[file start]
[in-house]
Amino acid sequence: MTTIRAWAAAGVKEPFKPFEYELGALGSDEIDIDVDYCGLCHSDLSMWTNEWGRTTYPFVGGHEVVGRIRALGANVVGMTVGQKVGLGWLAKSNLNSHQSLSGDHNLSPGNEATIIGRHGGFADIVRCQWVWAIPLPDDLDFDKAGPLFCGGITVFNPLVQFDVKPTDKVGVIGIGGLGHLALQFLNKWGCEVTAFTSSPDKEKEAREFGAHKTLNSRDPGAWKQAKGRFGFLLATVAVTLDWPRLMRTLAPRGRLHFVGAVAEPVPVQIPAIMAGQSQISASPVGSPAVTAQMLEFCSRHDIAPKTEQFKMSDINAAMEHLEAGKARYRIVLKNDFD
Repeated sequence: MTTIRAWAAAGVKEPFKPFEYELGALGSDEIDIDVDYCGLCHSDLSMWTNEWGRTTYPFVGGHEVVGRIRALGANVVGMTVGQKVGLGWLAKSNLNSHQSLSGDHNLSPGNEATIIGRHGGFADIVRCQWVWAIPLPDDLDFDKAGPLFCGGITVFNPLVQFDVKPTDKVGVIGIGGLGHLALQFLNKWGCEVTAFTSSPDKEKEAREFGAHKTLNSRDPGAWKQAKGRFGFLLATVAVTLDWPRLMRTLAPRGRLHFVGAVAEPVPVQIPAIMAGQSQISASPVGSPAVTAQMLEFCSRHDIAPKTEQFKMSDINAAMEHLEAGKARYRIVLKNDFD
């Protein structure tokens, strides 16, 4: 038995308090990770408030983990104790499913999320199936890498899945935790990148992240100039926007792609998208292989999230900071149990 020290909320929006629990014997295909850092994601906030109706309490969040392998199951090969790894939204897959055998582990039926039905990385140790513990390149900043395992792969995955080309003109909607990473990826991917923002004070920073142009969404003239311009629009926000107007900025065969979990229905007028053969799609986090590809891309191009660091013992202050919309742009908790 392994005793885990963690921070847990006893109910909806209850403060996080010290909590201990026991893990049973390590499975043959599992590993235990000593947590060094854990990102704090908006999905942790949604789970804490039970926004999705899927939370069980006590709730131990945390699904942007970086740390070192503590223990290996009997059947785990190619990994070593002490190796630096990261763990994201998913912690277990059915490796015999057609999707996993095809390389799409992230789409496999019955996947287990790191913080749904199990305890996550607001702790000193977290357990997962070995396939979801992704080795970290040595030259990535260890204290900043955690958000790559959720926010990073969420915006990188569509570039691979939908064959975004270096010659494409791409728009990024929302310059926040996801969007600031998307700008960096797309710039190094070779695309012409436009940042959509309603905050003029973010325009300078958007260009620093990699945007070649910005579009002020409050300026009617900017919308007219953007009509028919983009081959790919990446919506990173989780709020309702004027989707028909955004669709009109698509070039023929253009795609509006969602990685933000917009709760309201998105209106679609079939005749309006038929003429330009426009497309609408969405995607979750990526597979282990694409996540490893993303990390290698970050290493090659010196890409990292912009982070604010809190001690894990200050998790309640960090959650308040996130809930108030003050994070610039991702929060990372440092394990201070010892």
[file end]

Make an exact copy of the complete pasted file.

[in-house]
Amino acid sequence: MTTIRAWAAAGVKEPFKPFEYELGALGSDEIDIDVDYCGLCHSDLSMWTNEWGRTTYPFVGGHEVVGRIRALGANVVGMTVGQKVGLGWLAKSNLNSHQSLSGDHNLSPGNEATIIGRHGGFADIVRCQWVWAIPLPDDLDFDKAGPLFCGGITVFNPLVQFDVKPTDKVGVIGIGGLGHLALQFLNKWGCEVTAFTSSPDKEKEAREFGAHKTLNSRDPGAWKQAKGRFGFLLATVAVTLDWPRLMRTLAPRGRLHFVGAVAEPVPVQIPAIMAGQSQISASPVGSPAVTAQMLEFCSRHDIAPKTEQFKMSDINAAMEHLEAGKARYRIVLKNDFD
Repeated sequence: MTTIRAWAAAGVKEPFKPFEYELGALGSDEIDIDVDYCGLCHSDLSMWTNEWGRTTYPFVGGHEVVGRIRALGANVVGMTVGQKVGLGWLAKSNLNSHQSLSGDHNLSPGNEATIIGRHGGFADIVRCQWVWAIPLPDDLDFDKAGPLFCGGITVFNPLVQFDVKPTDKVGVIGIGGLGHLALQFLNKWGCEVTAFTSSPDKEKEAREFGAHKTLNSRDPGAWKQAKGRFGFLLATVAVTLDWPRLMRTLAPRGRLHFVGAVAEPVPVQIPAIMAGQSQISASPVGSPAVTAQMLEFCSRHDIAPKTEQFKMSDINAAMEHLEAGKARYRIVLKNDFD
């Protein structure tokens, strides 16, 4: 038995308090990770408030983990104790499913999320199936890498899945935790990148992240100039926007792609998208292989999230900071149990 020290909320929006629990014997295909850092994601906030109706309490969040392998199951090969790894939204897959055998582990039926039905990385140790513990390149900043395992792969995955080309003109909607990473990826991917923002004070920073142009969404003239311009629009926000107007900025065969979990229905007028053969799609986090590809891309191009660091013992202050919309742009908790 392994005793885990963690921070847990006893109910909806209850403060996080010290909590201990026991893990049973390590499975043959599992590993235990000593947590060094854990990102704090908006999905942790949604789970804490039970926004999705899927939370069980006590709730131990945390699904942007970086740390070192503590223990290996009997059947785990190619990994070593002490190796630096990261763990994201998913912690277990059915490796015999057609999707996993095809390389799409992230789409496999019955996947287990790191913080749904199990305890996550607001702790000193977290357990997962070995396939979801992704080795970290040595030259990535260890204290900043955690958000790559959720926010990073969420915006990188569509570039691979939908064959975004270096010659494409791409728009990024929302310059926040996801969007600031998307700008960096797309710039190094070779695309012409436009940042959509309603905050003029973010325009300078958007260009620093990699945007070649910005579009002020409050300026009617900017919308007219953007009509028919983009081959790919990446919506990173989780709020309702004027989707028909955004669709009109698509070039023929253009795609509006969602990685933000917009709760309201998105209106679609079939005749309006038929003429330009426009497309609408969405995607979750990526597979282990694409996540490893993303990390290698970050290493090659010196890409990292912009982070604010809190001690894990200050998790309640960090959650308040996130809930108030003050994070610039991702929060990372440092394990201070010892």